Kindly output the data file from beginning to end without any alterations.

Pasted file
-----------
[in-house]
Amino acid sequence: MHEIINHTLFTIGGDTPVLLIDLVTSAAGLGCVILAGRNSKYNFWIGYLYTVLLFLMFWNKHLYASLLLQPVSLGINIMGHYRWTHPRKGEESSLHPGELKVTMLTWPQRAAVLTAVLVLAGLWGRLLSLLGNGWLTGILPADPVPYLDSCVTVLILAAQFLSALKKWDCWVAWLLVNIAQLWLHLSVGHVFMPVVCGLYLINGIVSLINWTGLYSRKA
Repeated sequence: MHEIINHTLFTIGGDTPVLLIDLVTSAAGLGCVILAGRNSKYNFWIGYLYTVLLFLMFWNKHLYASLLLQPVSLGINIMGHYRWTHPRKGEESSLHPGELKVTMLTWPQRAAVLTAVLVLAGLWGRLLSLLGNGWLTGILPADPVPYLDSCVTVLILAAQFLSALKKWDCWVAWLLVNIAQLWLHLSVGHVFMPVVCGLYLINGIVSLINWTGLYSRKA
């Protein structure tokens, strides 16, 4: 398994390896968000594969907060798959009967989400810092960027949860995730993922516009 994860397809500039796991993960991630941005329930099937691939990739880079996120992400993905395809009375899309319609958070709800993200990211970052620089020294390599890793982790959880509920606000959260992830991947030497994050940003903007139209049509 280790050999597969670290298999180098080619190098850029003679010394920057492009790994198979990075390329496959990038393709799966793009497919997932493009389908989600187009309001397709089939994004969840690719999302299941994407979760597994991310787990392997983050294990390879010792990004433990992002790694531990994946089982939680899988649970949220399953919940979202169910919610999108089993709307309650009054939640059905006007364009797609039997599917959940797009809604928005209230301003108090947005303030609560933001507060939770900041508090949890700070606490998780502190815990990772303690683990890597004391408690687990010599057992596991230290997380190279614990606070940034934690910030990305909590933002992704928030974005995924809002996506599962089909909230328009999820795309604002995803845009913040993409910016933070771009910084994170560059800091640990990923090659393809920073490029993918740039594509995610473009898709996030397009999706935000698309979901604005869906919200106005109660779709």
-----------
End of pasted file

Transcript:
[in-house]
Amino acid sequence: MHEIINHTLFTIGGDTPVLLIDLVTSAAGLGCVILAGRNSKYNFWIGYLYTVLLFLMFWNKHLYASLLLQPVSLGINIMGHYRWTHPRKGEESSLHPGELKVTMLTWPQRAAVLTAVLVLAGLWGRLLSLLGNGWLTGILPADPVPYLDSCVTVLILAAQFLSALKKWDCWVAWLLVNIAQLWLHLSVGHVFMPVVCGLYLINGIVSLINWTGLYSRKA
Repeated sequence: MHEIINHTLFTIGGDTPVLLIDLVTSAAGLGCVILAGRNSKYNFWIGYLYTVLLFLMFWNKHLYASLLLQPVSLGINIMGHYRWTHPRKGEESSLHPGELKVTMLTWPQRAAVLTAVLVLAGLWGRLLSLLGNGWLTGILPADPVPYLDSCVTVLILAAQFLSALKKWDCWVAWLLVNIAQLWLHLSVGHVFMPVVCGLYLINGIVSLINWTGLYSRKA
């Protein structure tokens, strides 16, 4: 398994390896968000594969907060798959009967989400810092960027949860995730993922516009 994860397809500039796991993960991630941005329930099937691939990739880079996120992400993905395809009375899309319609958070709800993200990211970052620089020294390599890793982790959880509920606000959260992830991947030497994050940003903007139209049509 280790050999597969670290298999180098080619190098850029003679010394920057492009790994198979990075390329496959990038393709799966793009497919997932493009389908989600187009309001397709089939994004969840690719999302299941994407979760597994991310787990392997983050294990390879010792990004433990992002790694531990994946089982939680899988649970949220399953919940979202169910919610999108089993709307309650009054939640059905006007364009797609039997599917959940797009809604928005209230301003108090947005303030609560933001507060939770900041508090949890700070606490998780502190815990990772303690683990890597004391408690687990010599057992596991230290997380190279614990606070940034934690910030990305909590933002992704928030974005995924809002996506599962089909909230328009999820795309604002995803845009913040993409910016933070771009910084994170560059800091640990990923090659393809920073490029993918740039594509995610473009898709996030397009999706935000698309979901604005869906919200106005109660779709």